Another report on the future of American journalism takes aim at public broadcasting for failing to develop the local news gathering capacity that would enable it to deliver on its mission to inform the public.
The study, distilled over the weekend by David Carr of the New York Times, Howard Kurtz of the Washington Post, and Poynter's Rick Edmonds, recommends a new mechanism for supporting local journalism and calls for an overhaul in how resources are allocated within public broadcasting. Leonard Downie, former executive editor of the Washington Post, and co-author Michael Schudson of Columbia University's Graduate School of Journalism collaborated on "The Reconstruction of Local Journalism," commissioned by the j-school.
After surveying the field for news chops and innovative thinking, Downie and Schudson conclude that too much of the money spent on public broadcasting is directed to maintaining local television and radio stations and not enough to independent news reporting. "Overall..., local news coverage remains underfunded, understaffed and a low priority at most public radio and television stations, whose leaders have been unable to make or uninterested in making the case for investment in local news to donors and Congress," they write.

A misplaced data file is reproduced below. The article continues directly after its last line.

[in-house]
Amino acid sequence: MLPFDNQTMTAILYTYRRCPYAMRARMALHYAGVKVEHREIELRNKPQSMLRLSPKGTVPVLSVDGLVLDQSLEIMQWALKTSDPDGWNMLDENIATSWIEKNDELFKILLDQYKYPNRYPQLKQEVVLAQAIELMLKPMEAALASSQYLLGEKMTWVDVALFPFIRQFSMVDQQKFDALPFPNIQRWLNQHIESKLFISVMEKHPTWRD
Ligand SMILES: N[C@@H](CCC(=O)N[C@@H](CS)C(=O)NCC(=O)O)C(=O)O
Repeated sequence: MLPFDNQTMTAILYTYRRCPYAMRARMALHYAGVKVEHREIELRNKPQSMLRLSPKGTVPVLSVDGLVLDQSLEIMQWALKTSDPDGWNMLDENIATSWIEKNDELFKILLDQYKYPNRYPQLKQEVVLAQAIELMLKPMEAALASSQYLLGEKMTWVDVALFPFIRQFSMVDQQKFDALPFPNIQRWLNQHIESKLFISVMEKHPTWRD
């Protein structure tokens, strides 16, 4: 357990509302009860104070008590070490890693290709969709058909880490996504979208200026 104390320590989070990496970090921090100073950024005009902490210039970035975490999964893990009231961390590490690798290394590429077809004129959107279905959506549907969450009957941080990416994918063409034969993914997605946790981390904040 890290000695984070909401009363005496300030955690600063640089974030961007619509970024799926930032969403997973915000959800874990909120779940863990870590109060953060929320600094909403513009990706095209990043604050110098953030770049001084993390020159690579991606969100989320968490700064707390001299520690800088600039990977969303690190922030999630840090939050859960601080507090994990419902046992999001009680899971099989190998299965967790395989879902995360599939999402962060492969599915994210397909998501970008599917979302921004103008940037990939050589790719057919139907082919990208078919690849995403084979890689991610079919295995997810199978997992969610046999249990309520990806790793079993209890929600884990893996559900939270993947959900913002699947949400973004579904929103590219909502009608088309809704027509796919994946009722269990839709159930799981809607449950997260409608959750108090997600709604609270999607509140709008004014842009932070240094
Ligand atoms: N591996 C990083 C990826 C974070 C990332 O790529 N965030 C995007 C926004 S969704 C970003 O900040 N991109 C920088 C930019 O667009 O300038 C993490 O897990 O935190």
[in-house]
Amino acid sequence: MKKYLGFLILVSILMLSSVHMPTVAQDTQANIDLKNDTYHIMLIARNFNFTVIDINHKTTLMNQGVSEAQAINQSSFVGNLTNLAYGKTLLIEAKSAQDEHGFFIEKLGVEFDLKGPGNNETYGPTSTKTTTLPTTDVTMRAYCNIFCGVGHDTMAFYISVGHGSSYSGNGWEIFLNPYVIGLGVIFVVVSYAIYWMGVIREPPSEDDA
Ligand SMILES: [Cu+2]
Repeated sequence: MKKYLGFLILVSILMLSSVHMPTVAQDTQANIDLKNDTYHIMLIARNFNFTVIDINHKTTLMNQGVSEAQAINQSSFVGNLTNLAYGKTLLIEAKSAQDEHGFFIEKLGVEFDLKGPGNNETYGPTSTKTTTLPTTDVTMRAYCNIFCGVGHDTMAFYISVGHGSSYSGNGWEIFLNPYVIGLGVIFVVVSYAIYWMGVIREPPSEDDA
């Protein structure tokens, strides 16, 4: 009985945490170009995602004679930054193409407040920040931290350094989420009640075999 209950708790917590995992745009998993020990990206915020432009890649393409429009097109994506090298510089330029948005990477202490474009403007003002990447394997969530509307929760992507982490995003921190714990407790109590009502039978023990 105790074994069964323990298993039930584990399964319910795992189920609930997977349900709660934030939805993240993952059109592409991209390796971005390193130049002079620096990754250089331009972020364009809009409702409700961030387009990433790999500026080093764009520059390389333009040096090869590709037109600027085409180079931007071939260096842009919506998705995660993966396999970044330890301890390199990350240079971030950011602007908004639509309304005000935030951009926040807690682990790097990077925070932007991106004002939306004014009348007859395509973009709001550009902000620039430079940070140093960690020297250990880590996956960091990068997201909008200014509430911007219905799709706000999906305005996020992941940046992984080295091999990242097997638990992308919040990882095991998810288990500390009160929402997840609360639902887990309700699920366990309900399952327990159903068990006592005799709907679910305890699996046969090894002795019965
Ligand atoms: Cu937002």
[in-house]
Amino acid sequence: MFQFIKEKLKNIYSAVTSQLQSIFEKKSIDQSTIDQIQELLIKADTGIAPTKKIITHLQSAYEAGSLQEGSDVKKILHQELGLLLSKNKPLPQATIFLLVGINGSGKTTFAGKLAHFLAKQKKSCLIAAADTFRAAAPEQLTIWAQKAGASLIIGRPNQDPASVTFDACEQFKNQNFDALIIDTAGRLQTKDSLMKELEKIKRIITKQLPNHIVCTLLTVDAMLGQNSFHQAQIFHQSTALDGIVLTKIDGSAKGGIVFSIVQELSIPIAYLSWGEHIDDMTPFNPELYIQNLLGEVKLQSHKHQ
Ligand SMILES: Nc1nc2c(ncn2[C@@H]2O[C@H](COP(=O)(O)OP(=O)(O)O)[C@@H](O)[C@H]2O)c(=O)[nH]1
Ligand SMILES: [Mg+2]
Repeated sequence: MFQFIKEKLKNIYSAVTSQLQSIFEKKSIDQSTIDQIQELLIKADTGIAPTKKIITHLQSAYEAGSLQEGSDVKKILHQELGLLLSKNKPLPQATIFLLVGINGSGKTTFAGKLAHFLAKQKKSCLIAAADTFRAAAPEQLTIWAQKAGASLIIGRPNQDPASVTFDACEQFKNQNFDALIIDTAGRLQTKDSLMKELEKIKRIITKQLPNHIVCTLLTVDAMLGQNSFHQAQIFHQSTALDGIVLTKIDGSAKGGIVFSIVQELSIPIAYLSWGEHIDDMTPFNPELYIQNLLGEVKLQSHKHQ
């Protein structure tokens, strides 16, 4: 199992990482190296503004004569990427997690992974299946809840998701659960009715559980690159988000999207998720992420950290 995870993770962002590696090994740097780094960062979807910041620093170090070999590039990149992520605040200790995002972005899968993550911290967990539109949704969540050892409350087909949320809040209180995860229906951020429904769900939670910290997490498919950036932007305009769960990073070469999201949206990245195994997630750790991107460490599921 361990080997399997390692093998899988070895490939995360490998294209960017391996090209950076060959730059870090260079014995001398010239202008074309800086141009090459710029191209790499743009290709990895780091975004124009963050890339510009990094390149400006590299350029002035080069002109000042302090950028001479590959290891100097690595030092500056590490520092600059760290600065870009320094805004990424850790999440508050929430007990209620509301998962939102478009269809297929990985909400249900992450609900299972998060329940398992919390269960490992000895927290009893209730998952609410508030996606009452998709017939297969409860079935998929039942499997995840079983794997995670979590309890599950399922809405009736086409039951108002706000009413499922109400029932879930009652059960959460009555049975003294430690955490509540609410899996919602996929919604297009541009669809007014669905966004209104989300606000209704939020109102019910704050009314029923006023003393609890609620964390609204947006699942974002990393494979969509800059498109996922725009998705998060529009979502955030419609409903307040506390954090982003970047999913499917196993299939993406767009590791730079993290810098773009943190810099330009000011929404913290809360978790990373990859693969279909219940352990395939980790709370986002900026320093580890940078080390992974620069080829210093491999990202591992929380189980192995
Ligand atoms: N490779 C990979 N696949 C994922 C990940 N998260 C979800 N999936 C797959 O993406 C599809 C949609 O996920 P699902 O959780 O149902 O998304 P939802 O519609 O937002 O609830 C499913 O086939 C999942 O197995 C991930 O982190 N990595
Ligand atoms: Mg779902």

They find exceptions at big pubcasters operating multiple outlets--San Francisco's KQED-TV/FM and Minnesota Public Radio and its California cousin KPCC in Pasadena--and with NPR's new Argo Project. But they also point to the "often dysfunctional, entrenched culture" of public TV and the recommendations of Tom Bettag, longtime producer of Nightline with Ted Koppel, whose study on creation of a Web-based public news site for public TV and radio has yet to be released by PBS.
Pubcasting's failure has as much to do with inadequate federal funding as it does with the allocation of the money that is available from the government and private donors, the co-authors say. They call for several reforms at CPB, including requirements of local news reporting by every publicly funded station. The corporation should also "increase and speed up its direct funding" for experiments in local news coverage for broadcast and Web distribution and "aggressively encourage and reward collaborations by public stations" with other nonprofits and universities.
Downie and Schudson recommend creation of a Fund for Local News, backed with FCC-collected fees on telecom users, broadcast licenses and Internet Service Providers. The fund would be modelled on those managed by the National Endowment for the Humanities and the National Science Foundation, and award grants on a competitive basis in each state.
Columbia's study, which has been adapted for the new edition of the Columbia Journalism Review, is the second this month to conclude that public broadcasting is way behind the curve in adapting to the news and information needs of local communities in the digital era. In a report issued Oct. 2, a blue ribbon panel convened by the Aspen Institute and the Knight Foundation said pubcasting must "move quickly toward a broader vision of public service media," one that is "more local, more inclusive and more interactive."